In Pennsylvania, House Majority Leader Mike Turzai was caught on tape this summer boasting about his colleagues' success: "... First pro-life legislation -- abortion facility regulations -- in 22 years, done. Voter ID, which is gonna allow Governor Romney to win the state of Pennsylvania, done."
So when you hear someone talking about voter fraud ask them to name just one case of voter fraud. It is not right to deny hundreds of thousands of people their right to vote based on 20 cases nationally in four years.

 Nightline from ABC News : 'True the Vote' Volunteers Intimidating Voters? 

Update 7:00PM

New Evidence Shows Poll Watching Efforts Target Minority Precincts
Huffington Post
Dan Froomkin
Posted: 11/05/2012

Poll watchers from groups ostensibly targeting voter fraud are headed primarily to minority voting precincts on Election Day, lending support to the argument that their real goal is to suppress the African-American and Latino vote.

A partial list of precincts targeted by a Pittsburgh Tea Party group working on behalf of the Republican Party shows that nearly 80 percent of the voters in those precincts are African-American, compared to 13 percent countywide, according to civil rights and union groups who on Monday called on the U.S. Department of Justice to investigate.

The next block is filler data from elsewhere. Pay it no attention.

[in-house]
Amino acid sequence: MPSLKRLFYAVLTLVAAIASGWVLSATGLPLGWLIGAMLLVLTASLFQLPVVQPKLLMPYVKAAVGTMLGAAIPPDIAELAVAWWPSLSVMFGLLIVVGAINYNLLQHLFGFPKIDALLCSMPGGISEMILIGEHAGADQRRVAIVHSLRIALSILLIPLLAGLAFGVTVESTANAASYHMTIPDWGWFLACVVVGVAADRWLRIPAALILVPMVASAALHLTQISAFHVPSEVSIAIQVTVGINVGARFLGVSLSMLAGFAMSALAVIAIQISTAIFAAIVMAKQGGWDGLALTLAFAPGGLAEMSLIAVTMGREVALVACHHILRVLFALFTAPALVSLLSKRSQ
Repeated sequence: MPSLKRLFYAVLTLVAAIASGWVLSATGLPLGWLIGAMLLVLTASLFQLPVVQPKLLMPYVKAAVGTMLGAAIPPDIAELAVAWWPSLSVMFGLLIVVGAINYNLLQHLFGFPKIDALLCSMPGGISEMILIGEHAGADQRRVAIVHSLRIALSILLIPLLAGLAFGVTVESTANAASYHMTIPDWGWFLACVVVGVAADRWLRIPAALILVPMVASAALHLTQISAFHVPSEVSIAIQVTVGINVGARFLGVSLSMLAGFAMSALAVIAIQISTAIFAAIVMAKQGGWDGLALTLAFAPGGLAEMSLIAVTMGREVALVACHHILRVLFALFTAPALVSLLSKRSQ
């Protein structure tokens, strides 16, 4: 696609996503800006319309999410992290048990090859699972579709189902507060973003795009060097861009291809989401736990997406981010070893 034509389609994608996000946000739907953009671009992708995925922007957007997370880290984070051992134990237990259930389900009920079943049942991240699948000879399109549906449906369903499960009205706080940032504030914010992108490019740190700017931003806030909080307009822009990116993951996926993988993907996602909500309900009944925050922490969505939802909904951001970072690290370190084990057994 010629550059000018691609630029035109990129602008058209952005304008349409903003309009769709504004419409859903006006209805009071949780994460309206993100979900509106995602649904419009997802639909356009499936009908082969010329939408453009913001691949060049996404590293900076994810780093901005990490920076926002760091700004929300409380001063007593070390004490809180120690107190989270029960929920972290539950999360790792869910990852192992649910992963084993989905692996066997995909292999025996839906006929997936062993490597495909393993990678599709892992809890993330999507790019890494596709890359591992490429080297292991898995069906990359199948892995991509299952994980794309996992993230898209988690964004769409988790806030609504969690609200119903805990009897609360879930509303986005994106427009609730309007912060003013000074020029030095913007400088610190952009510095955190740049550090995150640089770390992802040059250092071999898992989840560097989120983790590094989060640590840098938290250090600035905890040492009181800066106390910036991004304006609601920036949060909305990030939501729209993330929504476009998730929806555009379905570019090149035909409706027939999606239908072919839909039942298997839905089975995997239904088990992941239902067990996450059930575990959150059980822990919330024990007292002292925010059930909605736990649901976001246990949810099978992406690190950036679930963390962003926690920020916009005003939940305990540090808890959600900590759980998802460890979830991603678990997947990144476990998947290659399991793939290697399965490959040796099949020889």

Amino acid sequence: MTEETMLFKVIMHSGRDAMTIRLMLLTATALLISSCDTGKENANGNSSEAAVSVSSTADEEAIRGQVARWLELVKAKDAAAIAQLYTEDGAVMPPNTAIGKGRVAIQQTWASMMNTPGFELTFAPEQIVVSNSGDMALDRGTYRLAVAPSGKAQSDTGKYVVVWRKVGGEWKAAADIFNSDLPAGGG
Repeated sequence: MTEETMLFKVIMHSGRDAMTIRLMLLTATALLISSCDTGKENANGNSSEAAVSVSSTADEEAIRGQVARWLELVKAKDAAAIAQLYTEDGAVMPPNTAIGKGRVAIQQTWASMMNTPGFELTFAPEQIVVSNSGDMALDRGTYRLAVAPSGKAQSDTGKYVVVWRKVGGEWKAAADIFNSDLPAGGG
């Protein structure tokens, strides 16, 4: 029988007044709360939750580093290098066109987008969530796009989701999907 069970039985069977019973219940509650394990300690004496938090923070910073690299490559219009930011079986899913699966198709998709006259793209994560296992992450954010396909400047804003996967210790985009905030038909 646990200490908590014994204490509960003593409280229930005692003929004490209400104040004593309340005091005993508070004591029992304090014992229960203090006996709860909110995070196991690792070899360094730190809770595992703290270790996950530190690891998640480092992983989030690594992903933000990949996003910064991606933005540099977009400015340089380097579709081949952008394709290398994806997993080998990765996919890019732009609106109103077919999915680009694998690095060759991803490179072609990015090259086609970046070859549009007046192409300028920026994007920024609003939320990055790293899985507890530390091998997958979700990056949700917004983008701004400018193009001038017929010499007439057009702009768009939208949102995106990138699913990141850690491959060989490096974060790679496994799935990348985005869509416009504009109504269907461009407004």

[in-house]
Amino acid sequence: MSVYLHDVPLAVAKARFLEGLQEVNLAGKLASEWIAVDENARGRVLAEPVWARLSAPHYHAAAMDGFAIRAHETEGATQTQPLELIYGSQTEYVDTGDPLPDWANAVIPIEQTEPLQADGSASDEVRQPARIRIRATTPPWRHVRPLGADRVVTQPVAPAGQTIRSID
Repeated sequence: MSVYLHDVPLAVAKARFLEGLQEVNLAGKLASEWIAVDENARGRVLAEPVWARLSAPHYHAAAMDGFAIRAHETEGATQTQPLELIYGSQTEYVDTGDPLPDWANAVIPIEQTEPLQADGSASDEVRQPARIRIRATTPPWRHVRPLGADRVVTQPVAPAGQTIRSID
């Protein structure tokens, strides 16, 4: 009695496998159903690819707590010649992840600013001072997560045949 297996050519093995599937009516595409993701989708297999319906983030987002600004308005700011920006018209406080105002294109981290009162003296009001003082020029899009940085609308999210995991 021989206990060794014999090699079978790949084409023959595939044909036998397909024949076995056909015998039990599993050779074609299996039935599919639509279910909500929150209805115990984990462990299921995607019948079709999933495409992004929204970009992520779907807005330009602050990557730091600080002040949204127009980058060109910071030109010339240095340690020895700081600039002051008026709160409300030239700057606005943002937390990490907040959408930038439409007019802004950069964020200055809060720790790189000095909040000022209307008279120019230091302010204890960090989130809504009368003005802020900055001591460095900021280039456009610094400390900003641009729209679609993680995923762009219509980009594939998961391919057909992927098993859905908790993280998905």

A spokesperson for True the Vote, which vowed to send a million poll watchers out to hunt down voter fraud, did not respond to an email inquiry. Its founder, Catherine Engelbrecht, told The New York Times that she suddenly became concerned with voter fraud after President Barack Obama's election in 2008. "I don’t know, something clicked,” she told the Times.

Marshall pointed out that none of the groups has provided evidence of in-person voter fraud anywhere -- and groups have not provided evidence "to back up exactly why they should send all their poll watchers to African-American neighborhoods." Lacking that evidence, he said, "we have concerns as to why they're sending them to those locations.
 With the election so tight, every vote will count. The more voters from the other party that you can intimidate, the likelier your candidate will win. And the Republicans are doing everything that they can do to disenfranchise Democratic voters. 

No comments:

Post a Comment